Let me invite you to explore four essential questions that our children, and we, must answer to be a braveheart. Today, I will explore "Is it right?" and then catch the others in later posts. Here are the questions:
1. Is it right?
2. Is it wise?
3. Am I the one?
4. Do I trust?
With the right answer to these questions, courage happens, courage that makes a difference.
Question one: Is it right?
Are the words or the actions that are wanting courage "right" to do? And, let me add two other questions we could ask that might help in some situations: "Is it good?" or "Is it excellent?" Or, maybe you can think of other questions that would help decide if words or actions are important and hard enough to need courage. But, lets start with "Is it right?"
Knowing that something good and right needs done or said is the power behind courage, and prevents courage from slipping to foolishness. To have courage, a person must know a right or a good. A person without an understanding of right and good has no reason to be brave.
Trying to decide between right and wrong, or good and bad, can sound simplistic. Sometimes the distinction is simple and works well, but sometimes it doesn't.
For example, you can be sure that telling the truth and being kind are right. Rooted in the Bible and in most cultures, these are standards of right and wrong. If a person is being picked on, it is right to be kind to him. If the building inspector asks you if you are following code, the truthful answer is right.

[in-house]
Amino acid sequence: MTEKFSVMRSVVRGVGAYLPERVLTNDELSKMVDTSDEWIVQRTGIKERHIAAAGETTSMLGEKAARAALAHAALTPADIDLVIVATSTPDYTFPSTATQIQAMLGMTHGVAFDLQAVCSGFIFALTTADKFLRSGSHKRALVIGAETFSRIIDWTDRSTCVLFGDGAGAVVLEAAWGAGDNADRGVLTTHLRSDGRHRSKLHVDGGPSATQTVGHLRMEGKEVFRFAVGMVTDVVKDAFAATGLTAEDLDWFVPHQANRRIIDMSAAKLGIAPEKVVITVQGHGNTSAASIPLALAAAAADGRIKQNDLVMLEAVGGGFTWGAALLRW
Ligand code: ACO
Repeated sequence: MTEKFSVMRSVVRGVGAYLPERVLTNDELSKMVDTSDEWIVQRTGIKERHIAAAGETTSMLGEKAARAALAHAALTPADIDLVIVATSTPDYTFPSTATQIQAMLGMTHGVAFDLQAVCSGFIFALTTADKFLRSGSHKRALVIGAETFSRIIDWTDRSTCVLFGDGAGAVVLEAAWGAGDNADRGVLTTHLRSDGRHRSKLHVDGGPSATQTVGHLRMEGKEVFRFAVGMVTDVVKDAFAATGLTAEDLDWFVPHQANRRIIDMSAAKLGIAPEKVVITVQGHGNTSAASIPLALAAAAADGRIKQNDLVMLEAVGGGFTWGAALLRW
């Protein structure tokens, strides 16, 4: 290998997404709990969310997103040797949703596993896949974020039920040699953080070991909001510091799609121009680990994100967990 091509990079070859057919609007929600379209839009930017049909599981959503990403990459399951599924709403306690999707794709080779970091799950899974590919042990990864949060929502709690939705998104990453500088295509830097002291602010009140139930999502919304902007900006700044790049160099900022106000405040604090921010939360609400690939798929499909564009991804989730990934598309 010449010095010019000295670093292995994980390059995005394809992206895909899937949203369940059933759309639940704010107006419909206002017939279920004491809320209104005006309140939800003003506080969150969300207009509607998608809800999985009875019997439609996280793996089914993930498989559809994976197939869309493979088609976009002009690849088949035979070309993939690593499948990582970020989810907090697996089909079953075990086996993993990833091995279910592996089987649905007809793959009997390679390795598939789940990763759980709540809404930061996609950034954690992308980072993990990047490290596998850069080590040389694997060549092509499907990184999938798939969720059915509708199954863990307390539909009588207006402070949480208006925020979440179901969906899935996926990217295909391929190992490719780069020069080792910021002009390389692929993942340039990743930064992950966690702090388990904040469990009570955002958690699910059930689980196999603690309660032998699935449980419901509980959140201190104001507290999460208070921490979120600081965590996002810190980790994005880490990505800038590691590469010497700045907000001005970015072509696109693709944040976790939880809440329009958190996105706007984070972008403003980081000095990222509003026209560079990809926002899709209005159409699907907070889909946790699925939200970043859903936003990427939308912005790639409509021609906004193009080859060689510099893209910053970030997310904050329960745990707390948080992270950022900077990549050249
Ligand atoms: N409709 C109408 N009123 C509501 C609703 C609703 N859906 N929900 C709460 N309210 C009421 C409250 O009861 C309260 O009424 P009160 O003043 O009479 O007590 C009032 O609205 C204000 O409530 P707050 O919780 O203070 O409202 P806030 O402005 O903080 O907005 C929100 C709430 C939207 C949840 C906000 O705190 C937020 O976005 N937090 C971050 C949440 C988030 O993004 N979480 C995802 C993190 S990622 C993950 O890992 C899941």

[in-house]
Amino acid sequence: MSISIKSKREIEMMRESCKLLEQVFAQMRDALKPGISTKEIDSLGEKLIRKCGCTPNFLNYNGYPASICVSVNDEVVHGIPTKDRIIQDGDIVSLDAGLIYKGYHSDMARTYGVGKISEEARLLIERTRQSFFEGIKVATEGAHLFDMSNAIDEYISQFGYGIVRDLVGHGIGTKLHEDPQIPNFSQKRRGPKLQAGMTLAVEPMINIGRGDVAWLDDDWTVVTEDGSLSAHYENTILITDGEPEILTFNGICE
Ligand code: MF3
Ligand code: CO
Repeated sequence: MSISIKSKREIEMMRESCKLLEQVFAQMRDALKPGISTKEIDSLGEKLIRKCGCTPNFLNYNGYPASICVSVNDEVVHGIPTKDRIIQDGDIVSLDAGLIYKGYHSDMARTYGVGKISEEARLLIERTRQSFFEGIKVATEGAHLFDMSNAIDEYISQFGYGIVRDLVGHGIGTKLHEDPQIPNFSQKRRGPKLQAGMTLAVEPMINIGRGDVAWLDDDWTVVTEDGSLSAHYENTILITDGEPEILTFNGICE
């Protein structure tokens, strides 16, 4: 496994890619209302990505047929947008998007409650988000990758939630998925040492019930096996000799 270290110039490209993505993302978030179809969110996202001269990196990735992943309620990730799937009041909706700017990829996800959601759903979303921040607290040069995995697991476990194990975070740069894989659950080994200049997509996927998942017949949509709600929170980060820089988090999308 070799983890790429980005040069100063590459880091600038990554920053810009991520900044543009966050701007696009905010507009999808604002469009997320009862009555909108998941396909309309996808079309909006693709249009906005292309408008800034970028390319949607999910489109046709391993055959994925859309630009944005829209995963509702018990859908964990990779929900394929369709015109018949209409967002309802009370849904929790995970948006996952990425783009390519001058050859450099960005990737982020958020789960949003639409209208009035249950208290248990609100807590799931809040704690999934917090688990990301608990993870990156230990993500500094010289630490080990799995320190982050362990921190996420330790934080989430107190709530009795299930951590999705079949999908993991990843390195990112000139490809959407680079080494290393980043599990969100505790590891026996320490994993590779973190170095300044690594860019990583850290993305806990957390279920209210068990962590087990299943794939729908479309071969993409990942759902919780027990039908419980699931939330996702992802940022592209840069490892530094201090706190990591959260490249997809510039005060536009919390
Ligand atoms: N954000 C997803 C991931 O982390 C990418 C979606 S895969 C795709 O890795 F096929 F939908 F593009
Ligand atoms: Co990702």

Doing or saying the right thing can cost. Being kind to someone who is ostracized by the group can result in the group ostracizing the kind person. Telling the truth to a building inspector can result in more expensive work. But, they are right.
Not to become legalistic, but are we teaching children things that are cleanly right and good? Things that they will not doubt because they are taught in God's word and are common sense. And, how do we teach? It is best done by word and example. What do they know from you and me by what we teach and model, not "Do as I say and not as I do" but "Do as I say and do!" What is our source of rights and wrongs in life? What is our authority? And, what do we teach or model unintentionally?
Dana and I were just talking about some things we think our children learned from us, and some were not intentional. Between annual vacations and moving, they learned to have adventure and that moving is okay. They learned that they can live away from their parents, because we did. They learned to value books and reading: that one was intentional! What are your children learning is right and good from you?
Picking a right can get complicated. It is right to tell the truth, always. But, Paul says in Ephesians to "speak the truth in love." As in most decisions to act or speak, there is right. But, the right needs to be done in
Let's not get lost in the fuzzy. Fuzzy can often become an excuse to not do or say the right thing: "I don't know if this is right to say because I might hurt her, so I won't say anything." Fuzzy means be careful, not give up on doing right.
That is why we need wisdom. Wisdom sorts out the fuzzy. And, often points to the best way to act or speak.
A discussion on wisdom is coming. But, don't wait! Start now. Ask God. James 1:5 says: "If any of you lacks wisdom, you should ask God, who gives generously to all without finding fault, and it will be given to you." That will hold you over!